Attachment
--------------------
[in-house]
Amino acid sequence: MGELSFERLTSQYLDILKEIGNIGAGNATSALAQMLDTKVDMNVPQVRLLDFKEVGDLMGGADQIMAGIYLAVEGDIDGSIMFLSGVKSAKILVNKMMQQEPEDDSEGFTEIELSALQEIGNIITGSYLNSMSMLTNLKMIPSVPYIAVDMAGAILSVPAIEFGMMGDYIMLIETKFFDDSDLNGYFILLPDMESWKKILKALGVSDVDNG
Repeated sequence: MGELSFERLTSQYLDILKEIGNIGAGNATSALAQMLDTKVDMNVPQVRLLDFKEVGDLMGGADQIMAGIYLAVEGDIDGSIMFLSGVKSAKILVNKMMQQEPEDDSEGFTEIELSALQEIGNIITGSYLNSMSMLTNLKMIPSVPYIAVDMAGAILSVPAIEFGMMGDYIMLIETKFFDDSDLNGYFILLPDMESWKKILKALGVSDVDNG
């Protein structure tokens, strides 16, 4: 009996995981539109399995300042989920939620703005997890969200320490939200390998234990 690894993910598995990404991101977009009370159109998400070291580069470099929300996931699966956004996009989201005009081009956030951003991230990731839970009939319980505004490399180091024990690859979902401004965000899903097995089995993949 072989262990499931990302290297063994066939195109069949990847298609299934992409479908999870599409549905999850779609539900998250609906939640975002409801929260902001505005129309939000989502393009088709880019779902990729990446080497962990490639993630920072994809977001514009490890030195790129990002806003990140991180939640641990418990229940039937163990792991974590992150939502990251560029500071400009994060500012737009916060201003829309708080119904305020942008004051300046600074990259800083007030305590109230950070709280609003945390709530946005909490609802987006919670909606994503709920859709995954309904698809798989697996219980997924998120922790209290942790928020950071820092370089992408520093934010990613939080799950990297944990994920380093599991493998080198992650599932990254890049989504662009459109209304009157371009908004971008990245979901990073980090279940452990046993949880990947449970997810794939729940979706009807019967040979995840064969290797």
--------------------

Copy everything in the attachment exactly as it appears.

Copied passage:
[in-house]
Amino acid sequence: MGELSFERLTSQYLDILKEIGNIGAGNATSALAQMLDTKVDMNVPQVRLLDFKEVGDLMGGADQIMAGIYLAVEGDIDGSIMFLSGVKSAKILVNKMMQQEPEDDSEGFTEIELSALQEIGNIITGSYLNSMSMLTNLKMIPSVPYIAVDMAGAILSVPAIEFGMMGDYIMLIETKFFDDSDLNGYFILLPDMESWKKILKALGVSDVDNG
Repeated sequence: MGELSFERLTSQYLDILKEIGNIGAGNATSALAQMLDTKVDMNVPQVRLLDFKEVGDLMGGADQIMAGIYLAVEGDIDGSIMFLSGVKSAKILVNKMMQQEPEDDSEGFTEIELSALQEIGNIITGSYLNSMSMLTNLKMIPSVPYIAVDMAGAILSVPAIEFGMMGDYIMLIETKFFDDSDLNGYFILLPDMESWKKILKALGVSDVDNG
């Protein structure tokens, strides 16, 4: 009996995981539109399995300042989920939620703005997890969200320490939200390998234990 690894993910598995990404991101977009009370159109998400070291580069470099929300996931699966956004996009989201005009081009956030951003991230990731839970009939319980505004490399180091024990690859979902401004965000899903097995089995993949 072989262990499931990302290297063994066939195109069949990847298609299934992409479908999870599409549905999850779609539900998250609906939640975002409801929260902001505005129309939000989502393009088709880019779902990729990446080497962990490639993630920072994809977001514009490890030195790129990002806003990140991180939640641990418990229940039937163990792991974590992150939502990251560029500071400009994060500012737009916060201003829309708080119904305020942008004051300046600074990259800083007030305590109230950070709280609003945390709530946005909490609802987006919670909606994503709920859709995954309904698809798989697996219980997924998120922790209290942790928020950071820092370089992408520093934010990613939080799950990297944990994920380093599991493998080198992650599932990254890049989504662009459109209304009157371009908004971008990245979901990073980090279940452990046993949880990947449970997810794939729940979706009807019967040979995840064969290797």